Local transit agencies (transit ridership data)
Local agencies (bicycle and pedestrian counts)
TCRP Report 95
Case Study: Lynnwood Transit Center Multimodal Accessibility Plan (2016)
Mode share percentages can show how a project or corridor serves people traveling by different modes. One example of this metric was for the Lynnwood Transit Center Multimodal Accessibility Plan (LMAP). The table below shows how the LMAP project resulted in an increase in transit ridership (and mode share), which translated into a reduction in vehicle trips and a reduction in vehicle miles traveled (VMT)
Visit the project website for the Lynnwood Transit Center Multimodal Accessibility Plan.
- What? Measure of potential mode shift from driving to transit for commute and non-commute trips. To begin to estimate the potential mode shift from driving to transit, one needs to measure destination access via transit and via driving alone.
- Why? Shifting more users from driving alone to riding transit has the potential to improve the efficiency of the transportation network, increase the number of people per unit of available capacity, and reduce greenhouse gas emissions.
- Where? Locations where transit service exists or is planned within a corridor or subarea, and locations transit service could address latent demand.
- How? Use the Cube Access Mode Shift Potential tool to calculate and compare access to jobs (commuter) and non-work destinations (non-commuter) by transit and driving. The specific calculation divides the transit access score to jobs (or non-work destinations) by the driving access score. The higher the resulting transit/driving access ratio (or percent), the higher is the transit mode shift potential. This tool does not produce an actual mode shift but identifies where there is a higher likelihood of people switching from driving to transit. Cube Access can be used to test different scenarios, such as providing new transit network links (i.e., shorter travel distance for transit) or transit priority treatments (i.e., shorter transit travel times).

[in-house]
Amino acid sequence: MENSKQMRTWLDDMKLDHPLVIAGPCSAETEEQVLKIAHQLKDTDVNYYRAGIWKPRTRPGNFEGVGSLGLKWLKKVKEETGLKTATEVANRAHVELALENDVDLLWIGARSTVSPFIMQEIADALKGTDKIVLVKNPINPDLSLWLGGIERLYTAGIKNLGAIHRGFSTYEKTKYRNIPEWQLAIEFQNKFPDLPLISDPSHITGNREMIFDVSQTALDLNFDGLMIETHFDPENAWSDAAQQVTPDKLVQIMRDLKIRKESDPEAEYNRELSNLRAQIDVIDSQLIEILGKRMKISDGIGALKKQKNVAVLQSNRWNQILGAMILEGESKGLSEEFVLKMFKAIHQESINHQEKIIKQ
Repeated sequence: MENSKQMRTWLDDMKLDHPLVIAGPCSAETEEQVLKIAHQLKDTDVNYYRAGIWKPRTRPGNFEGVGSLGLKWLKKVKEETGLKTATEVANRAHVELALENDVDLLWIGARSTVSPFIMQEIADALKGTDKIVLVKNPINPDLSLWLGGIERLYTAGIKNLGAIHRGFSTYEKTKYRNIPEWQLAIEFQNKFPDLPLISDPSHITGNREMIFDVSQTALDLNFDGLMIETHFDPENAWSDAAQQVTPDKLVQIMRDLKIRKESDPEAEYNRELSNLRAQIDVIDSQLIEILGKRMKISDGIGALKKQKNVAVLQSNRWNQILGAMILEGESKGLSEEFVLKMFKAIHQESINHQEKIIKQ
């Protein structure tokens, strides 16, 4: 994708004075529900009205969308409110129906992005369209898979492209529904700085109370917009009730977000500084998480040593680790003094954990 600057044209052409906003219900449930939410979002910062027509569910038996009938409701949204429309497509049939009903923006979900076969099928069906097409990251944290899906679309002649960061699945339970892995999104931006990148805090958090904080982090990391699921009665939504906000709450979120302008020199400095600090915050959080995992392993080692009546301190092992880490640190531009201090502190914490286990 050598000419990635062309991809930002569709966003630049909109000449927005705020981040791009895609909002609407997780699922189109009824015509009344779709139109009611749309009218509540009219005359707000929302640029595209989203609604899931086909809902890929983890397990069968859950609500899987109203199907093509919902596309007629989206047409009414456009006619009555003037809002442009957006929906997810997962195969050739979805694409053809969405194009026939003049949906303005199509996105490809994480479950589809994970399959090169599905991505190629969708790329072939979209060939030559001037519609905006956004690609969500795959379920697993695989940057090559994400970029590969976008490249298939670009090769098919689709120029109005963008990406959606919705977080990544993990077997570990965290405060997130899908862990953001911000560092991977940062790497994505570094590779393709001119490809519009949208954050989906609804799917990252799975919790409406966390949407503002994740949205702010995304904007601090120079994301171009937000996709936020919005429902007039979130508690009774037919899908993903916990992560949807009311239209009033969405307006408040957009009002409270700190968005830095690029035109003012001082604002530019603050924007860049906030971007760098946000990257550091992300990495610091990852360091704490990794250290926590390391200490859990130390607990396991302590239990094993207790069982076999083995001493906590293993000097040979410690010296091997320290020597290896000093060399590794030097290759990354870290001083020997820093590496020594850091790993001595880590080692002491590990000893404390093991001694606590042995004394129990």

While this metric defined in Cube Access is focused on transit mode shift potential, similar comparisons of access scores between driving and active transportation modes could identify opportunities where improvements in active transportation infrastructure could influence pedestrian and bicyclist mode shifts. New research on the effects of non-motorized accessibility on mode shift is being conducted by the State Smart Transportation Initiative (SSTI), which has been assisting WSDOT on testing the Cube Access tool.
If Cube Access is not available, high-level estimates of mode shift potential can be conducted with reference to relevant research, including the California Air Resources Board’s research on the impacts of transportation and land use-related policies.
|Transit mode shift potential (commuter, non-commuter)||Sugar Access Mode Shift Potential tool||Data on driving and transit access||Sugar Access||Access to destinations by transit divided by access to destinations by driving||Sugar Access